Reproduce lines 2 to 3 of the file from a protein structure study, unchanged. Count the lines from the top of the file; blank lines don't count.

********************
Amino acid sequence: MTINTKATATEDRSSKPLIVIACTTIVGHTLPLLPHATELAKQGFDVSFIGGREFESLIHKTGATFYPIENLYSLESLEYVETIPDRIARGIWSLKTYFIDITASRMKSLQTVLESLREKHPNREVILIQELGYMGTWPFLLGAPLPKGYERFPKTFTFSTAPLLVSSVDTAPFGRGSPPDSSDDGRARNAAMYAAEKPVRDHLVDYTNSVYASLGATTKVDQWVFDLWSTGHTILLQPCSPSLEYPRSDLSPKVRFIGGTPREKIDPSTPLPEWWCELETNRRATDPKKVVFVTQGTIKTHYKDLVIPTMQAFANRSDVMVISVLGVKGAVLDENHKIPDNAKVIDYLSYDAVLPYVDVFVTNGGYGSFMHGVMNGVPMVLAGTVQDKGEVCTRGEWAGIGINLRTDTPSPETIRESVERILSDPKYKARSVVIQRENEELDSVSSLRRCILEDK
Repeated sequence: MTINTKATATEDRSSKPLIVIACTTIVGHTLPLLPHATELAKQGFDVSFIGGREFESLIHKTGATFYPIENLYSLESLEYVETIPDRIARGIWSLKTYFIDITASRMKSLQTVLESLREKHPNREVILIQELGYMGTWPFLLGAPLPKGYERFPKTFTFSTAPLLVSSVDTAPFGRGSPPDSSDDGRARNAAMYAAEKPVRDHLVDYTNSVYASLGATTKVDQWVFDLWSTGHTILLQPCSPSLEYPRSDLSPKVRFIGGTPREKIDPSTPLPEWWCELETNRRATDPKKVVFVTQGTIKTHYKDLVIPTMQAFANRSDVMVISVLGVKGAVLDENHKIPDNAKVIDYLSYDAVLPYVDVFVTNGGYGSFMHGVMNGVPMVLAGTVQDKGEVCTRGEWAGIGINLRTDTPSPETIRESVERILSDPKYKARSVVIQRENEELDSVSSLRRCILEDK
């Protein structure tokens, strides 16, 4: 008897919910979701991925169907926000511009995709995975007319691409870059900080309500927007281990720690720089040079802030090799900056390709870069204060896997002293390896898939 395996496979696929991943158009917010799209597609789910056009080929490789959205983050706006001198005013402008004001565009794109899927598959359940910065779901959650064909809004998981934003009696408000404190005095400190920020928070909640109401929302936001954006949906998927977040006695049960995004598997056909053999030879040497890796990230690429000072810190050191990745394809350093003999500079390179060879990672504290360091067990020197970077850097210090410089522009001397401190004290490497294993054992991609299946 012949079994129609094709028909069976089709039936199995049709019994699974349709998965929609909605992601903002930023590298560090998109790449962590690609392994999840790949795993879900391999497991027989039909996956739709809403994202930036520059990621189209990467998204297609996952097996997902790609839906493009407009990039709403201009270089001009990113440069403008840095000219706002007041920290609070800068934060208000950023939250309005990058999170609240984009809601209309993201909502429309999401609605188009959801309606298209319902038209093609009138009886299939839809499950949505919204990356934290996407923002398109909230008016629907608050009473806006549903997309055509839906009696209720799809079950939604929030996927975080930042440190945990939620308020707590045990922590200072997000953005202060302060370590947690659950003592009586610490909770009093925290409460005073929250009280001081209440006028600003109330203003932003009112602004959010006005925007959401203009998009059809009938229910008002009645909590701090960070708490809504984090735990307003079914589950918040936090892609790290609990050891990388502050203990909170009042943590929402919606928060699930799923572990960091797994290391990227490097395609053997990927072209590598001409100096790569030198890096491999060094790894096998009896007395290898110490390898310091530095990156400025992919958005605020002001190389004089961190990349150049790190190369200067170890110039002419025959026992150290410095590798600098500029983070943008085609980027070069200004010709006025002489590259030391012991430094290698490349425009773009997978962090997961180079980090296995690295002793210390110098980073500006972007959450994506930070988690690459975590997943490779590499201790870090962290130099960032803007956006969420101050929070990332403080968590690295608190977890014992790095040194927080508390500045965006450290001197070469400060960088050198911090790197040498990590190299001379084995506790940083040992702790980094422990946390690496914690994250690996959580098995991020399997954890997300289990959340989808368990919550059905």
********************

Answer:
Repeated sequence: MTINTKATATEDRSSKPLIVIACTTIVGHTLPLLPHATELAKQGFDVSFIGGREFESLIHKTGATFYPIENLYSLESLEYVETIPDRIARGIWSLKTYFIDITASRMKSLQTVLESLREKHPNREVILIQELGYMGTWPFLLGAPLPKGYERFPKTFTFSTAPLLVSSVDTAPFGRGSPPDSSDDGRARNAAMYAAEKPVRDHLVDYTNSVYASLGATTKVDQWVFDLWSTGHTILLQPCSPSLEYPRSDLSPKVRFIGGTPREKIDPSTPLPEWWCELETNRRATDPKKVVFVTQGTIKTHYKDLVIPTMQAFANRSDVMVISVLGVKGAVLDENHKIPDNAKVIDYLSYDAVLPYVDVFVTNGGYGSFMHGVMNGVPMVLAGTVQDKGEVCTRGEWAGIGINLRTDTPSPETIRESVERILSDPKYKARSVVIQRENEELDSVSSLRRCILEDK
């Protein structure tokens, strides 16, 4: 008897919910979701991925169907926000511009995709995975007319691409870059900080309500927007281990720690720089040079802030090799900056390709870069204060896997002293390896898939 395996496979696929991943158009917010799209597609789910056009080929490789959205983050706006001198005013402008004001565009794109899927598959359940910065779901959650064909809004998981934003009696408000404190005095400190920020928070909640109401929302936001954006949906998927977040006695049960995004598997056909053999030879040497890796990230690429000072810190050191990745394809350093003999500079390179060879990672504290360091067990020197970077850097210090410089522009001397401190004290490497294993054992991609299946 012949079994129609094709028909069976089709039936199995049709019994699974349709998965929609909605992601903002930023590298560090998109790449962590690609392994999840790949795993879900391999497991027989039909996956739709809403994202930036520059990621189209990467998204297609996952097996997902790609839906493009407009990039709403201009270089001009990113440069403008840095000219706002007041920290609070800068934060208000950023939250309005990058999170609240984009809601209309993201909502429309999401609605188009959801309606298209319902038209093609009138009886299939839809499950949505919204990356934290996407923002398109909230008016629907608050009473806006549903997309055509839906009696209720799809079950939604929030996927975080930042440190945990939620308020707590045990922590200072997000953005202060302060370590947690659950003592009586610490909770009093925290409460005073929250009280001081209440006028600003109330203003932003009112602004959010006005925007959401203009998009059809009938229910008002009645909590701090960070708490809504984090735990307003079914589950918040936090892609790290609990050891990388502050203990909170009042943590929402919606928060699930799923572990960091797994290391990227490097395609053997990927072209590598001409100096790569030198890096491999060094790894096998009896007395290898110490390898310091530095990156400025992919958005605020002001190389004089961190990349150049790190190369200067170890110039002419025959026992150290410095590798600098500029983070943008085609980027070069200004010709006025002489590259030391012991430094290698490349425009773009997978962090997961180079980090296995690295002793210390110098980073500006972007959450994506930070988690690459975590997943490779590499201790870090962290130099960032803007956006969420101050929070990332403080968590690295608190977890014992790095040194927080508390500045965006450290001197070469400060960088050198911090790197040498990590190299001379084995506790940083040992702790980094422990946390690496914690994250690996959580098995991020399997954890997300289990959340989808368990919550059905």